Research Shows That When Caregivers Buckle Up, Children Do, Too

seat belt safety

September 15-21 is Child Passenger Safety (CPS) Week. One way to protect your child now and in the future is for you to make sure you and everyone who rides with you is buckled up on every trip. Why is this?

Research shows that when caregivers buckle up, kids do, too.

Remember, children learn by example. They see whether we adults buckle up. If using a seat belt is not a priority for the parent, it’s likely won’t be a priority for the child. In 2017, when drivers involved in fatal crashes were unrestrained, 7 of 10 children in those crashes were also unrestrained.

Think about it this way: you are already teaching your child how to drive. They will notice if you don’t buckle up, if you’re distracted, if you drive aggressively. Be a good role model and you will raise a safer driver!

What about car seats?

It’s important to choose the right seat for your child’s age, height, and weight, and to install and use it properly.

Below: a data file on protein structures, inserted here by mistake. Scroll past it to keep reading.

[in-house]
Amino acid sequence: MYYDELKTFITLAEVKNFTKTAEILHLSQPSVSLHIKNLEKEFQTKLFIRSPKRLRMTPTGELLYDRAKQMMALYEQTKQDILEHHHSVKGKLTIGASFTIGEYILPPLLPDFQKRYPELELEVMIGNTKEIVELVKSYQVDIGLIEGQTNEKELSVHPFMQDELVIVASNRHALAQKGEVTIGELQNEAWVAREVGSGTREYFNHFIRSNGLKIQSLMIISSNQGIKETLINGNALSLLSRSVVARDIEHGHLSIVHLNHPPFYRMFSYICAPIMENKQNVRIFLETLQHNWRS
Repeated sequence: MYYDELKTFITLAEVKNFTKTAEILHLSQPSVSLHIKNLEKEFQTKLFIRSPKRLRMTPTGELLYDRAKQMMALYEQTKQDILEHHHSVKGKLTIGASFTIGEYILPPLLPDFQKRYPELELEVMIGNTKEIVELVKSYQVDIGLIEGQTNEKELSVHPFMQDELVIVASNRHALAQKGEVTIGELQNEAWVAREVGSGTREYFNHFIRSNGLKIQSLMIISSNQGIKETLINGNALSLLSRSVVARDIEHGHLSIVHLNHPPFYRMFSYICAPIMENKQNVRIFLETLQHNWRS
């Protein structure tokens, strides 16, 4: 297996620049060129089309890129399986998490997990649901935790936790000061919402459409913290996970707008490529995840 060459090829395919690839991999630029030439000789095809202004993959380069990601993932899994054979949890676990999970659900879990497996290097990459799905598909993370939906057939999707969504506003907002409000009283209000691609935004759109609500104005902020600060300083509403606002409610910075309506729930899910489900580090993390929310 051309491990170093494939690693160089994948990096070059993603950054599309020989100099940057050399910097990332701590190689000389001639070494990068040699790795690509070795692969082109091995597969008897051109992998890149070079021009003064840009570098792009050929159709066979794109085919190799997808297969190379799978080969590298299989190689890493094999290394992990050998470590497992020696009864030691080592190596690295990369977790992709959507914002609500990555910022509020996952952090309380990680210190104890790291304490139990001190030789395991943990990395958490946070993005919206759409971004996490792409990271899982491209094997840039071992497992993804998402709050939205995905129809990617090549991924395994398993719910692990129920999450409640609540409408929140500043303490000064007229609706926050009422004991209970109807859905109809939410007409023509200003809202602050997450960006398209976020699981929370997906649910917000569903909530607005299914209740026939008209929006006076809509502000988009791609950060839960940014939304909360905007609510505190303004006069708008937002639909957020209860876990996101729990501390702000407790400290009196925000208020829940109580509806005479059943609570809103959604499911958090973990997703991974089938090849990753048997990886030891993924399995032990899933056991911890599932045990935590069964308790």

Most kids start out life buckled up, when they leave the hospital as a newborn in a car seat. Unfortunately, research shows that with each passing year, parents and caregivers become less diligent about making sure their child is in the right seat, buckled safely, for every ride. As the American Academy of Pediatrics (AAP) states, “Being consistent with car seat use is good parenting, reduces fussing and complaints, and is safest for your child.”

Remember that children in car seats, booster seats, or seat belts are safest in the back seat at least through age 12.

Need help?

A car seat fitting station is a free and convenient way to have your child’s safety seat inspected by a Nationally Certified CPS Technician like me. We give parents and caregivers personal instructions on the proper selection, harnessing, installation and use of their car seats and answer other questions about child passenger safety. Check the website www.beseatsmart.comto find a car seat fitting station or event near you.

Other resources about keeping your kids safe in the car (and on the road) include:

Maureen Johnson, CSP, CPST-I, is a Child Passenger Safety Specialist at the University of Vermont Medical Center.

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